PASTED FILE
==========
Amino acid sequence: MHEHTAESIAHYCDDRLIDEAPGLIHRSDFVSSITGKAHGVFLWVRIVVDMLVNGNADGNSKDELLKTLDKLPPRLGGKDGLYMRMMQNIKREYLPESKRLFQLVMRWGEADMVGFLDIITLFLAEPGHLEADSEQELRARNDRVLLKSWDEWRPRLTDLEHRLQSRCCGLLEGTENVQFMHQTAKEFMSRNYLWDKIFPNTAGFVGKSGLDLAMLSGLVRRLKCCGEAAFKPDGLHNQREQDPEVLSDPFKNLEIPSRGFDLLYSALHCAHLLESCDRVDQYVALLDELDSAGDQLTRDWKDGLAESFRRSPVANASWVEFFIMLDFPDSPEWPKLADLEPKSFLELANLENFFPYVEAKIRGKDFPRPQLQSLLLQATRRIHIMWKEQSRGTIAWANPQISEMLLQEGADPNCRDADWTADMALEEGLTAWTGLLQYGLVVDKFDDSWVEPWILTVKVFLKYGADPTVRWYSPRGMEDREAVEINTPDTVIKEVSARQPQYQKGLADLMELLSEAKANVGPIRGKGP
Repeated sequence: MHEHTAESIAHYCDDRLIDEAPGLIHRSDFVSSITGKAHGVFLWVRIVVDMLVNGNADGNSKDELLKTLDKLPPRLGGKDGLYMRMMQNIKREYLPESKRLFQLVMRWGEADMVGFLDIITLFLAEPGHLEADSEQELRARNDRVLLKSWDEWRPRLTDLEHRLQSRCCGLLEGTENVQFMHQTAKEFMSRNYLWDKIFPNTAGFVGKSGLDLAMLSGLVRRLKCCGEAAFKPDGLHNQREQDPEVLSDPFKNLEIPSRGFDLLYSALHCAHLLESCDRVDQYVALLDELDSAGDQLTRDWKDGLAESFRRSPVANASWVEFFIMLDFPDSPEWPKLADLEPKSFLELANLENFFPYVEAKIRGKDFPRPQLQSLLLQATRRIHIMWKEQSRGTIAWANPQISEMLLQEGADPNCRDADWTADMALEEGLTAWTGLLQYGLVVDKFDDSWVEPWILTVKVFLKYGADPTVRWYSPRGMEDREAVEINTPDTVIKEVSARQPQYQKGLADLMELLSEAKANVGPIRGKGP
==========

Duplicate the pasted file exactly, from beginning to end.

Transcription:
Amino acid sequence: MHEHTAESIAHYCDDRLIDEAPGLIHRSDFVSSITGKAHGVFLWVRIVVDMLVNGNADGNSKDELLKTLDKLPPRLGGKDGLYMRMMQNIKREYLPESKRLFQLVMRWGEADMVGFLDIITLFLAEPGHLEADSEQELRARNDRVLLKSWDEWRPRLTDLEHRLQSRCCGLLEGTENVQFMHQTAKEFMSRNYLWDKIFPNTAGFVGKSGLDLAMLSGLVRRLKCCGEAAFKPDGLHNQREQDPEVLSDPFKNLEIPSRGFDLLYSALHCAHLLESCDRVDQYVALLDELDSAGDQLTRDWKDGLAESFRRSPVANASWVEFFIMLDFPDSPEWPKLADLEPKSFLELANLENFFPYVEAKIRGKDFPRPQLQSLLLQATRRIHIMWKEQSRGTIAWANPQISEMLLQEGADPNCRDADWTADMALEEGLTAWTGLLQYGLVVDKFDDSWVEPWILTVKVFLKYGADPTVRWYSPRGMEDREAVEINTPDTVIKEVSARQPQYQKGLADLMELLSEAKANVGPIRGKGP
Repeated sequence: MHEHTAESIAHYCDDRLIDEAPGLIHRSDFVSSITGKAHGVFLWVRIVVDMLVNGNADGNSKDELLKTLDKLPPRLGGKDGLYMRMMQNIKREYLPESKRLFQLVMRWGEADMVGFLDIITLFLAEPGHLEADSEQELRARNDRVLLKSWDEWRPRLTDLEHRLQSRCCGLLEGTENVQFMHQTAKEFMSRNYLWDKIFPNTAGFVGKSGLDLAMLSGLVRRLKCCGEAAFKPDGLHNQREQDPEVLSDPFKNLEIPSRGFDLLYSALHCAHLLESCDRVDQYVALLDELDSAGDQLTRDWKDGLAESFRRSPVANASWVEFFIMLDFPDSPEWPKLADLEPKSFLELANLENFFPYVEAKIRGKDFPRPQLQSLLLQATRRIHIMWKEQSRGTIAWANPQISEMLLQEGADPNCRDADWTADMALEEGLTAWTGLLQYGLVVDKFDDSWVEPWILTVKVFLKYGADPTVRWYSPRGMEDREAVEINTPDTVIKEVSARQPQYQKGLADLMELLSEAKANVGPIRGKGP